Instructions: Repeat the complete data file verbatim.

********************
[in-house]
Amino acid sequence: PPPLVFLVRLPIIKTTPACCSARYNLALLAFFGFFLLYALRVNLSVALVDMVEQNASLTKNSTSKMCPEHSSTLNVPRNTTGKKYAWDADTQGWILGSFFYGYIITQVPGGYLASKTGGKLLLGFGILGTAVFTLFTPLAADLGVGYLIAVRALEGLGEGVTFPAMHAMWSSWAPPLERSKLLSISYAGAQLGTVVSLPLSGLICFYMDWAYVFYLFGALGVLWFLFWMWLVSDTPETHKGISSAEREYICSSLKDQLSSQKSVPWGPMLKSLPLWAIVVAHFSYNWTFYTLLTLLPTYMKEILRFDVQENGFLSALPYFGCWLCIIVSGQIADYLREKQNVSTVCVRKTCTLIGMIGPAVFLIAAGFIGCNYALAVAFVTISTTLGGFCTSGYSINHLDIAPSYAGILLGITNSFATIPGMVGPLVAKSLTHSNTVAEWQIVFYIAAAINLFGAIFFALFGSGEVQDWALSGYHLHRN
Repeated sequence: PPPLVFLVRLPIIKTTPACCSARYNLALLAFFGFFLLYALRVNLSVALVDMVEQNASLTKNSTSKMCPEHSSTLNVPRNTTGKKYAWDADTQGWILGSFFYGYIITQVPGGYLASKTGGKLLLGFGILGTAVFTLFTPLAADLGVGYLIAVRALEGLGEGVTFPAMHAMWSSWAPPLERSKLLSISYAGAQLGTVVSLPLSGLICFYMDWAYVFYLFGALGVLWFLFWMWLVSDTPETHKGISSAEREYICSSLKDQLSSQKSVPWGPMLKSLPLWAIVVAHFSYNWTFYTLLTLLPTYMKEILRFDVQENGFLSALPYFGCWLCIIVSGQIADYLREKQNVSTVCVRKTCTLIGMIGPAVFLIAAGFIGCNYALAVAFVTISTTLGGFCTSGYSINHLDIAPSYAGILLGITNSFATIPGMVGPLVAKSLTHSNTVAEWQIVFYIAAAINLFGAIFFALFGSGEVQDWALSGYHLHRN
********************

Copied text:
[in-house]
Amino acid sequence: PPPLVFLVRLPIIKTTPACCSARYNLALLAFFGFFLLYALRVNLSVALVDMVEQNASLTKNSTSKMCPEHSSTLNVPRNTTGKKYAWDADTQGWILGSFFYGYIITQVPGGYLASKTGGKLLLGFGILGTAVFTLFTPLAADLGVGYLIAVRALEGLGEGVTFPAMHAMWSSWAPPLERSKLLSISYAGAQLGTVVSLPLSGLICFYMDWAYVFYLFGALGVLWFLFWMWLVSDTPETHKGISSAEREYICSSLKDQLSSQKSVPWGPMLKSLPLWAIVVAHFSYNWTFYTLLTLLPTYMKEILRFDVQENGFLSALPYFGCWLCIIVSGQIADYLREKQNVSTVCVRKTCTLIGMIGPAVFLIAAGFIGCNYALAVAFVTISTTLGGFCTSGYSINHLDIAPSYAGILLGITNSFATIPGMVGPLVAKSLTHSNTVAEWQIVFYIAAAINLFGAIFFALFGSGEVQDWALSGYHLHRN
Repeated sequence: PPPLVFLVRLPIIKTTPACCSARYNLALLAFFGFFLLYALRVNLSVALVDMVEQNASLTKNSTSKMCPEHSSTLNVPRNTTGKKYAWDADTQGWILGSFFYGYIITQVPGGYLASKTGGKLLLGFGILGTAVFTLFTPLAADLGVGYLIAVRALEGLGEGVTFPAMHAMWSSWAPPLERSKLLSISYAGAQLGTVVSLPLSGLICFYMDWAYVFYLFGALGVLWFLFWMWLVSDTPETHKGISSAEREYICSSLKDQLSSQKSVPWGPMLKSLPLWAIVVAHFSYNWTFYTLLTLLPTYMKEILRFDVQENGFLSALPYFGCWLCIIVSGQIADYLREKQNVSTVCVRKTCTLIGMIGPAVFLIAAGFIGCNYALAVAFVTISTTLGGFCTSGYSINHLDIAPSYAGILLGITNSFATIPGMVGPLVAKSLTHSNTVAEWQIVFYIAAAINLFGAIFFALFGSGEVQDWALSGYHLHRN